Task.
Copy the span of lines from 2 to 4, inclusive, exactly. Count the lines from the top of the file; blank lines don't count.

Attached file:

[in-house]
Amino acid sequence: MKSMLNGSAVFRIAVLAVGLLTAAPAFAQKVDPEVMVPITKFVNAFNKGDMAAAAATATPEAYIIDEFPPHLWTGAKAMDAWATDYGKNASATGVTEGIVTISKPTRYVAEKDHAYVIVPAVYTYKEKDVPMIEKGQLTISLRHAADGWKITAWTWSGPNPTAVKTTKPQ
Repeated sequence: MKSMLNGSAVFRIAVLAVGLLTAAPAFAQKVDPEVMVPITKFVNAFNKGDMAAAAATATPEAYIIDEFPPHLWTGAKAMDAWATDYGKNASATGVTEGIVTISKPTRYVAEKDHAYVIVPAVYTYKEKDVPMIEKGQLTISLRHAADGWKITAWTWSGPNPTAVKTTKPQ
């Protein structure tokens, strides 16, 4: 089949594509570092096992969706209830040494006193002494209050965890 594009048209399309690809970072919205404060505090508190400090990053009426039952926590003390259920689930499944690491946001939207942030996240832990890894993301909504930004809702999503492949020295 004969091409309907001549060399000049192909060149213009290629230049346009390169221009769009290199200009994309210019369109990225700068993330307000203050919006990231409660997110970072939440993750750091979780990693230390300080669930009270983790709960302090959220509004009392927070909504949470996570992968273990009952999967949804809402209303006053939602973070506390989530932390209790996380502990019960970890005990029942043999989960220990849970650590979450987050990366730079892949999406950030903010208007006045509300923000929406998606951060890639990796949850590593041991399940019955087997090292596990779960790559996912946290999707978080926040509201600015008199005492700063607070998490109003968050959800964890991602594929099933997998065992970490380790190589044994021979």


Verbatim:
Amino acid sequence: MKSMLNGSAVFRIAVLAVGLLTAAPAFAQKVDPEVMVPITKFVNAFNKGDMAAAAATATPEAYIIDEFPPHLWTGAKAMDAWATDYGKNASATGVTEGIVTISKPTRYVAEKDHAYVIVPAVYTYKEKDVPMIEKGQLTISLRHAADGWKITAWTWSGPNPTAVKTTKPQ
Repeated sequence: MKSMLNGSAVFRIAVLAVGLLTAAPAFAQKVDPEVMVPITKFVNAFNKGDMAAAAATATPEAYIIDEFPPHLWTGAKAMDAWATDYGKNASATGVTEGIVTISKPTRYVAEKDHAYVIVPAVYTYKEKDVPMIEKGQLTISLRHAADGWKITAWTWSGPNPTAVKTTKPQ
């Protein structure tokens, strides 16, 4: 089949594509570092096992969706209830040494006193002494209050965890 594009048209399309690809970072919205404060505090508190400090990053009426039952926590003390259920689930499944690491946001939207942030996240832990890894993301909504930004809702999503492949020295 004969091409309907001549060399000049192909060149213009290629230049346009390169221009769009290199200009994309210019369109990225700068993330307000203050919006990231409660997110970072939440993750750091979780990693230390300080669930009270983790709960302090959220509004009392927070909504949470996570992968273990009952999967949804809402209303006053939602973070506390989530932390209790996380502990019960970890005990029942043999989960220990849970650590979450987050990366730079892949999406950030903010208007006045509300923000929406998606951060890639990796949850590593041991399940019955087997090292596990779960790559996912946290999707978080926040509201600015008199005492700063607070998490109003968050959800964890991602594929099933997998065992970490380790190589044994021979």